Silver eyes turned to silt
they lie in the pool
of stagnant water.
Wading in, I cup them
scales whispering light,
a minnow, black-lined,
stiff as a pencil,
two fingerling trout
their sides red as fire.

I might have saved them
had I come sooner,
carried them back
to spring headwaters.
But my good intentions
can lend them no breath.

Leaving them at water's edge
where they will be found
by the raccoons, the flies,
I remember the teaching
that nothing is wasted
when it is left
to touch the earth.


At James Bay, though,
half this continent north,
Cree people eat fish
filled with mercury,
from plants which trade
native lives for power.
And only a dozen
miles downstream from here,
the Hudson River's bed is dark
with chemicals whose names
spell out our death.

I pray
that when my time comes
to give up breath
may my own flesh
carry little
of civilization,
let it find
new life in death.


 *Matsinak Namasak: "Dead Fish"



through the woods
on an autumn morning
I come to the circle
where we had our last fire
where twigs and logs
gave up their shape
to return the heat of sun
to the air.

lift a handful of ashes,
swedaibegwi, fire sand, as we call it,
new earth formed by fire,
gray as sky before dawn.
As it sifts through my fingers,
a small wind takes it
and it dances that same
flowing dance
which the young trees know
with their supple branches,
a dance which always ends
with the earth.

The fire sand falls
between my fingers,
eager to return to the soil,
to join once more
the roots of trees,
to lift once again
and reach up for the sun.




First dig the hole
where it will go
wide enough for roots,
deep enough for growth.

Fill the hole with water,
let it seep into sides,
earth drinking her fill
to share with a new guest.

Trench around the tree
to be transplanted,
a circle wide
as the spread of its branches.

Remember that evergreens
always root shallow
while hardwoods drive taproots
down close to their height.

Wrap a sack, tied
to keep the ball of spoil intact
holding roots hairs finer
than mist unbroken.
Do all this near the time
of first or last frost,
just when earth is waking
or drifting towards rest.

When you transplant trees
you renew an old trust,
making room for new branches
to shade us with peace.



Climbing, it seems
each time you reach
what you thought was the top,
there’s more above.

“Deye mon, ge mon,”
beyond mountains, more mountains
they say in Haiti where many peaks rise
above red, ruined land and the forests are gone,
cut for cooking fires and tourist carvings.

It is said in India that seeking God
is like climbing a mountain.
Each false summit shows
a greater height to come.

In one of our oldest Abenaki stories
Gluskonba was the one
who scaled Ktchi Wadjo
to bind the wings
of the great Wind Eagle,
then rued his foolish deed.

So how does your tale
of climbing end?
Frozen forever like
the luckless on Everest
or Hemingway’s leopard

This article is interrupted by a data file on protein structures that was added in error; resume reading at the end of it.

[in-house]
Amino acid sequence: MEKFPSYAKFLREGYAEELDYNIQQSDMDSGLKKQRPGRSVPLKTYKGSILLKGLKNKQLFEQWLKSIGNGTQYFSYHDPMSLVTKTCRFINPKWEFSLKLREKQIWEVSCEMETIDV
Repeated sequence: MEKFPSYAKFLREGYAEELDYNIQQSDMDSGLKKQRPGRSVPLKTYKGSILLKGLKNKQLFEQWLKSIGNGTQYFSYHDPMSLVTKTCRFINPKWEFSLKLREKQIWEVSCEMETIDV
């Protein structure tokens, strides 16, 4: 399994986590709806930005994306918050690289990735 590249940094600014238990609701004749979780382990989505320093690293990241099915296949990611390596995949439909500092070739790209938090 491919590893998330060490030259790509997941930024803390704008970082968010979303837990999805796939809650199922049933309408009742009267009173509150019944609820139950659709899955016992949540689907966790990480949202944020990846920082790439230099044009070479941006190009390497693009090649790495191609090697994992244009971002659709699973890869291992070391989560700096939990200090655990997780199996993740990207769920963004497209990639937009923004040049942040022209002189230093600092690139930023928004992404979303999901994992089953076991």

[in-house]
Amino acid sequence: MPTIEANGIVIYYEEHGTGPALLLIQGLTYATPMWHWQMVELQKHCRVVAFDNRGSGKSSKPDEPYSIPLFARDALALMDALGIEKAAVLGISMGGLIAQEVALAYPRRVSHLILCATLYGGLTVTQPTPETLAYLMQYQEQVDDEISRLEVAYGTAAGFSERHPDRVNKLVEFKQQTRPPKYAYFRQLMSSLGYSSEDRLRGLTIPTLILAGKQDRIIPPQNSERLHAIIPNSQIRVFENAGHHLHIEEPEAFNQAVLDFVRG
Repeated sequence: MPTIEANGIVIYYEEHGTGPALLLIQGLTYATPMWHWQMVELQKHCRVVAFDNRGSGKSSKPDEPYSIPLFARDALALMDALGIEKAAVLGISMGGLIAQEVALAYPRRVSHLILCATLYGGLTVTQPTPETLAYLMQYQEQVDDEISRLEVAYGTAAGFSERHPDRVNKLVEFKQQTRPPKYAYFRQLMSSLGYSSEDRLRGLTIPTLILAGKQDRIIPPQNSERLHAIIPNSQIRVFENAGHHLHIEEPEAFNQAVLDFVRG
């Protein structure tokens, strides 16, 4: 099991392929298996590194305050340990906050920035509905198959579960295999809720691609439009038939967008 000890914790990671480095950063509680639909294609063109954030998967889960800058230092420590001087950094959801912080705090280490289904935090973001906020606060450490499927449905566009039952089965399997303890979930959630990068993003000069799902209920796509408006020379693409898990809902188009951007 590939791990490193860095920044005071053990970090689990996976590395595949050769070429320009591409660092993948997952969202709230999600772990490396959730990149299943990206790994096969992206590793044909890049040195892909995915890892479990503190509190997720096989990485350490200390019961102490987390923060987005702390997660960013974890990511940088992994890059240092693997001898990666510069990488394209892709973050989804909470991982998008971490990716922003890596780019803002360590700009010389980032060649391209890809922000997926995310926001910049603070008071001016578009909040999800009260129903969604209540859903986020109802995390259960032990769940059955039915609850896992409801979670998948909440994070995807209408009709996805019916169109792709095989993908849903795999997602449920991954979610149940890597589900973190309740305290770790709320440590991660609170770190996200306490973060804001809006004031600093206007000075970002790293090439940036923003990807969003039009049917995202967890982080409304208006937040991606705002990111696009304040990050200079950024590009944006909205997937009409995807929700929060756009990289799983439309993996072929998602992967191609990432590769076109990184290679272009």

on Mount Kilimanjaro?

Or if you do manage
to come back down,
what gift do you bring,
what hunger may greet you,
and to which side
will you return?



The strongest glue, my grandfather said
was always made of horn and bone,
deerskin scraps ground down
then boiled thick and brown
as the sheen of a beetle’s back.

Salvaged from the sacrifice of life
our four-legged relatives always gave,
that kind of glue held things together.

That was just how we did back in the day,
using everything the new people throw away.


and I measure the day
by the span of my hands

I do not understand
minutes, hours, or time
except in the movement of light

Sun shares its warmth
but I cannot keep it,
cannot truly own anything
outside my skin

I do not understand
budgets, deficits,
dollars, defense, deterence

Sun goes down behind hills
and the night reminds me
that darkness brings stories,
that rest is right.

I do not understand
the endless, frantic dance
of lighted screens

I understand sleep
I understand dreams.


Copyright (C) 2003, 2014 by Joseph Bruchac. All rights, including electronic are reserved by the author.

Used by permission of the author.

6 Eco-poems by

Joseph Bruchac of the Abenaki Nation

Joseph Bruchac is a writer and beloved, traditional storyteller from the Adirondack Region of northern New York where he lives in the house that he was raised in by his grandparents. Founder and Executive Director of the Greenfield Review Literary Center and The Greenfield Review Press, much of his own writing draws on his Abenaki Indian ancestry. He and his two grown sons, James and Jesse, who are also storytellers and writers, work together in projects involving the preservation of Native culture, Native language renewal, teaching traditional Native skills and environmental education. Author of over 120 books in several genres for young readers and adults, his experiences include running a college program in a maximum security prison and teaching in West Africa. These first three poems come from his 2003 book, Ndakinna: Our Land: New and Selected Poems, [West End Press, Albuquerque, NM.] Those that follow are new poems we are privileged to have on Eco-Poetry, for everything Joseph Bruchac writes is an ecological poem of his native peoples who knew the ways of Earth and how to respect her bounty before the word ecology was born. Joe recently appeared in a Festival of Native American Poetry that he helped to organize at Poets House, New York where the editor of Eco-Poetry was pleased to see him again, having known him for many years as an Abenaki poet who strives to preserve the wisdom of his people and their land.